Libby Knott also presented, offering an overview of the teaching and research in mathematics education. The Mathematics Department assists with the education and preparation of mathematics teachers in elementary, middle school, and high school.  Knott explained the roles of various faculty members and noted they all work with graduate students.  Several graduate students are conducting math education research on a variety of teaching, learning, and persistence topics. Knott is the PI on a current NSF Math and Science Partnership grant, titled Making Mathematical Reasoning Explicit in which the WSU faculty work with 4th-12th grade math teachers to improve their teaching methods and approaches. Students in these classes are highly receptive and the teachers are also enjoying the lessons.

Breakout Sessions:

After the plenary presentations, workshop participants had two opportunities to attend four breakout session options:

STEM + A(RT) at WSU – Joe Hedges, Reza Safavi, Amy Nielsen

LSAMP and SOLES – Yadira Paredes

NSF Alliances for Graduate Education and the Professoriate – Lori Carris, Ken Lokensgard, Kelly Ward

Piercing the ‘Fourth Wall’ in Education – Using Empathetic Connection to Authentic Audiences to Drive Student Performance – Charles Pezeshki

Debriefing/Lessons Learned:

Participants broke into four discussion sections to address three issues: 1) “I didn’t know that…”; 2) “I’d like to know more about…”; and 3) “What WSU needs is…”. Several ideas and themes emerged when the sections presented their discussions to the rest of the group.

  • Almost all groups reported that most members were unaware of the numerous STEM projects, initiatives, or resources across campus. There was also surprise at the lack of representation among American Indian and Hispanic students in STEM programs and graduate school. Many were also surprised at the easy connections between art and STEM.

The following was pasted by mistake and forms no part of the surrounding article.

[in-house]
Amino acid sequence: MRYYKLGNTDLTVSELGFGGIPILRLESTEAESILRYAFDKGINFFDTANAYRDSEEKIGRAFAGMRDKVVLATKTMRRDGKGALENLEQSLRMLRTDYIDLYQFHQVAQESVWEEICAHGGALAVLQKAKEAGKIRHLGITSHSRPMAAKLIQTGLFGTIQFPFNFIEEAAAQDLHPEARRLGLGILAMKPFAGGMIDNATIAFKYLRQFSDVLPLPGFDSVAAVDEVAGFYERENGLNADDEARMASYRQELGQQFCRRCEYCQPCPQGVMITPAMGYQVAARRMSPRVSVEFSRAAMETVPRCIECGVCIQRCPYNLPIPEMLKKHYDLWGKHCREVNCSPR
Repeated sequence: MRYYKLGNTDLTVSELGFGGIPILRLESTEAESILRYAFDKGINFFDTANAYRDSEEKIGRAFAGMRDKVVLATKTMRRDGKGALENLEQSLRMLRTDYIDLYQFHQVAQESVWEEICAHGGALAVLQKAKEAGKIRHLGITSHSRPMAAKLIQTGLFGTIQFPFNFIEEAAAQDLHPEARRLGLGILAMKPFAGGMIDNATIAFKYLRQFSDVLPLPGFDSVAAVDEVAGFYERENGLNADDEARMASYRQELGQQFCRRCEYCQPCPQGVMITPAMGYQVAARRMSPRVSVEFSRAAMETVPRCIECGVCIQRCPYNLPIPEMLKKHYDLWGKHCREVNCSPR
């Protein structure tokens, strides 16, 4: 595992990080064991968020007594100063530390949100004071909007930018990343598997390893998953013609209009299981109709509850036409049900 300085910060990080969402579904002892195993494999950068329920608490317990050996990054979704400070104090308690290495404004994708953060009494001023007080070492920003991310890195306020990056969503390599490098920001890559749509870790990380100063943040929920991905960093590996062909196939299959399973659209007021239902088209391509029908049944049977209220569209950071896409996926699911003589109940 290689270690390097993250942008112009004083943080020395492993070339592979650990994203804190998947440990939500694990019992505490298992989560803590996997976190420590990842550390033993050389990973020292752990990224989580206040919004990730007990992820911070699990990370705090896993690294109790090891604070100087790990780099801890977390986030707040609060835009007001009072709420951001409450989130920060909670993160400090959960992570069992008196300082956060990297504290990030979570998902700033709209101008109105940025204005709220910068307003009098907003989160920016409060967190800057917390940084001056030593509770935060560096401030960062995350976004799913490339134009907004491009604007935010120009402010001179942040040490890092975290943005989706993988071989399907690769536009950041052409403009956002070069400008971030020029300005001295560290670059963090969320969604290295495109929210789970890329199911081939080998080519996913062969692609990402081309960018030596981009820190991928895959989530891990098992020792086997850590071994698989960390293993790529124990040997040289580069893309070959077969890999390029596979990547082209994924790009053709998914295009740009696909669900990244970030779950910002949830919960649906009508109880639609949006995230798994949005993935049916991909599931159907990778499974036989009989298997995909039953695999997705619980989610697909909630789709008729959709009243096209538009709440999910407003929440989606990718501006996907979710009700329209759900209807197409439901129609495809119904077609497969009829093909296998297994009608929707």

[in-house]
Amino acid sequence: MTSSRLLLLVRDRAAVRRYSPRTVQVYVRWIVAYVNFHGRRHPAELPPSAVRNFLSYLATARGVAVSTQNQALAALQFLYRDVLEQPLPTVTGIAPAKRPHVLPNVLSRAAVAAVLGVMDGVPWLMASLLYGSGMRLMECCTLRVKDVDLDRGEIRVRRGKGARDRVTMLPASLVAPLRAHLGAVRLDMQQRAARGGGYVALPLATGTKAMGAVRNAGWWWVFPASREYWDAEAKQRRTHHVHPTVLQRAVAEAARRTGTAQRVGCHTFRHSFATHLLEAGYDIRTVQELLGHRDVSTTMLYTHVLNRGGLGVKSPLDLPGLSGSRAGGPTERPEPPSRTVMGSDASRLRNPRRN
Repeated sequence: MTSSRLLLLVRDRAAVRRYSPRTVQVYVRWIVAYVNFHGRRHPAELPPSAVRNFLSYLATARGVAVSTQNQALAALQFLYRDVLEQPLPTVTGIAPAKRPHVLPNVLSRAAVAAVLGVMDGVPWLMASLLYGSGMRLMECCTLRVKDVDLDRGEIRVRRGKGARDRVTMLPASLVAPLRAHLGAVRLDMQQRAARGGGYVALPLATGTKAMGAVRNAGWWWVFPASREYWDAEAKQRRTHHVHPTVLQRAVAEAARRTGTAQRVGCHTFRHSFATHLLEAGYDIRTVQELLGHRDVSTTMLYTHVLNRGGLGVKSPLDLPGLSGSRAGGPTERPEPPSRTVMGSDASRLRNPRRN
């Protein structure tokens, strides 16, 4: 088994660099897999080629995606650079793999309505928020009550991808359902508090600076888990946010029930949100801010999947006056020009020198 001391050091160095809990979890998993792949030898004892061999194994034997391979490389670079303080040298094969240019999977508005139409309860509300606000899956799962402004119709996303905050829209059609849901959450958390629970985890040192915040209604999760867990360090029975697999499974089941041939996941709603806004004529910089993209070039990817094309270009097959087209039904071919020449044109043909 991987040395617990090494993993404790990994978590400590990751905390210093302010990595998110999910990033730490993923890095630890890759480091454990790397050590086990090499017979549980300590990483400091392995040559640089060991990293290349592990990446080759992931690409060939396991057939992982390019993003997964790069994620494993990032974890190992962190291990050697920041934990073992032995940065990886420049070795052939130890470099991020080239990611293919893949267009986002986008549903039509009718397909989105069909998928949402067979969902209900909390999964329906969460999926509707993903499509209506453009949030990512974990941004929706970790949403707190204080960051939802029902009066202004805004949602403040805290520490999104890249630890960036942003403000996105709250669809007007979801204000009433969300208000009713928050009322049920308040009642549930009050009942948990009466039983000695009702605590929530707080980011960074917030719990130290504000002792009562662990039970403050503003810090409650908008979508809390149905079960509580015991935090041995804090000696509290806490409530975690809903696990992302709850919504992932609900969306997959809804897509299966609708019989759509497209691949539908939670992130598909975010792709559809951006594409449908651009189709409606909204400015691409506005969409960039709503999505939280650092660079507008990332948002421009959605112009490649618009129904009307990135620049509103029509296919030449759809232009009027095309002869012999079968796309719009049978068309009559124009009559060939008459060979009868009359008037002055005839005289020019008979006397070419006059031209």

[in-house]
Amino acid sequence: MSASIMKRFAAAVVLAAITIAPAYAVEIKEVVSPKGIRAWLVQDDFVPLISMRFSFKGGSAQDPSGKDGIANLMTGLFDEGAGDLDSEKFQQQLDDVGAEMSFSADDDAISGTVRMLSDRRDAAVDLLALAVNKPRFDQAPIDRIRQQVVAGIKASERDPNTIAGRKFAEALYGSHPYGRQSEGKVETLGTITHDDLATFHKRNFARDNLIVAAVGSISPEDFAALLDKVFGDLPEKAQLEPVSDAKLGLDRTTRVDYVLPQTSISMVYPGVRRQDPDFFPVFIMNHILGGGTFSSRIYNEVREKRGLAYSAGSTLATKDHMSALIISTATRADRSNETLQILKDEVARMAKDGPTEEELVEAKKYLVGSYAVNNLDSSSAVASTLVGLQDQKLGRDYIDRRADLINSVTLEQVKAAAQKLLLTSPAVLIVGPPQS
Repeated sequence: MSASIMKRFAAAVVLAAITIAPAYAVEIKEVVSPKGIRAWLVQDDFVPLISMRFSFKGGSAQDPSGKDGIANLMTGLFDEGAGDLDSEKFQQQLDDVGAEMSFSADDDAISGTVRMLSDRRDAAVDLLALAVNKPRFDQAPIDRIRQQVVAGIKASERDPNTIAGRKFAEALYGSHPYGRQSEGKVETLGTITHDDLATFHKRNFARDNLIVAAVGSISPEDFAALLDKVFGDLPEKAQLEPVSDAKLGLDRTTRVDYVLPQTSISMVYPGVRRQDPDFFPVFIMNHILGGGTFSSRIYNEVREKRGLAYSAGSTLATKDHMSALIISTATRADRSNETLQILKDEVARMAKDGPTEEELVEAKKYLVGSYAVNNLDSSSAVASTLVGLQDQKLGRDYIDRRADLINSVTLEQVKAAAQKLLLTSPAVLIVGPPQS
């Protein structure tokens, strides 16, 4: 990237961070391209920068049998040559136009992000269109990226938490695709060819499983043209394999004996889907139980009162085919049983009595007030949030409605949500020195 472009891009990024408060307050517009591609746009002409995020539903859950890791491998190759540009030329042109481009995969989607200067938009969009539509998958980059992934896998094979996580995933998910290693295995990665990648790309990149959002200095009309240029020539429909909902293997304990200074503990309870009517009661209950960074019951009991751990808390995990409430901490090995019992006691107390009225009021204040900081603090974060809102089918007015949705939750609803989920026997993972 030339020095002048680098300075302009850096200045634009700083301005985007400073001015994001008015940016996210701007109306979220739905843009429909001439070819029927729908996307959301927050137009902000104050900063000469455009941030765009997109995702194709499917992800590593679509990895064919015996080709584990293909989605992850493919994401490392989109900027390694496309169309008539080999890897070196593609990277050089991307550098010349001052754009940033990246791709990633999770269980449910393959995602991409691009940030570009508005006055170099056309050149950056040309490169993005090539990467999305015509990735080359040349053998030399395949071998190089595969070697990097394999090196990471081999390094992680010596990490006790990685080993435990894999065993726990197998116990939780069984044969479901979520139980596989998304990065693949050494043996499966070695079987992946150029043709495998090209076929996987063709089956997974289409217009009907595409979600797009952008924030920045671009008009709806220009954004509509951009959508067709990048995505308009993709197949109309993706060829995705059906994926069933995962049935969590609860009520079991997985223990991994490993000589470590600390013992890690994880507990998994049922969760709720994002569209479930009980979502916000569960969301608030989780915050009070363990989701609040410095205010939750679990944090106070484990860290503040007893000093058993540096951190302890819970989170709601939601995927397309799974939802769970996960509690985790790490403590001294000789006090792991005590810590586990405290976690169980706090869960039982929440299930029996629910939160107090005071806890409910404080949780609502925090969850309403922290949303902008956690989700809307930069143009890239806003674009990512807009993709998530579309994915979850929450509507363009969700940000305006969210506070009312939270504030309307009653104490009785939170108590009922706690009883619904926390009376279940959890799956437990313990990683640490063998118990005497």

• Most participants reported wanting to know more about opportunities for interdisciplinary work and STEM resources across the campuses. Funding opportunities and academic outreach were also of particular interest.
  • All groups reported that they discussed the need for a lounge or some other place for regular informal contact with other faculty. Other suggestions for WSU needs included relief time for planning, value of interdisciplinary/collaborative projects for promotion and tenure, and increased opportunities/information for making connections.


Whitney asked for suggestions for concrete steps to achieve these ideas. One suggestion was for the appointment of a “STEM czar.” Most agreed that successful projects need the support of administration and departments, not just one or the other.

STEM Education Funding Opportunities

Becky James presented some examples of STEM funding opportunities. First of all, WSU seed grant deadlines are coming up soon (February 11), for both the Grand Challenges and the Strategic Reallocation. The National Science Foundation provides a large amount of funding, with at least 20 different programs specifically addressing STEM education.  The National Institutes of Health also seek to train future scientists, especially under the Science Education Partnership Award. Private foundations typically support projects of smaller scope costing less money, but the Howard Hughes Medical Institute is one exception with a major program to support STEM education at colleges and universities. The Association of American Colleges and Universities offer a Summer Leadership Institute for STEM faculty under its Project Kaleidoscope program.

Becky James.ppt
Judy Morrison.pptx
Kelly Ward.docx
Libby Knott.pptx
Oliver Frost.pptx
Paul Whitney.pptx
Pezeshki Article.pdf
Sylvia Oliver.docx
Ward Article.pdf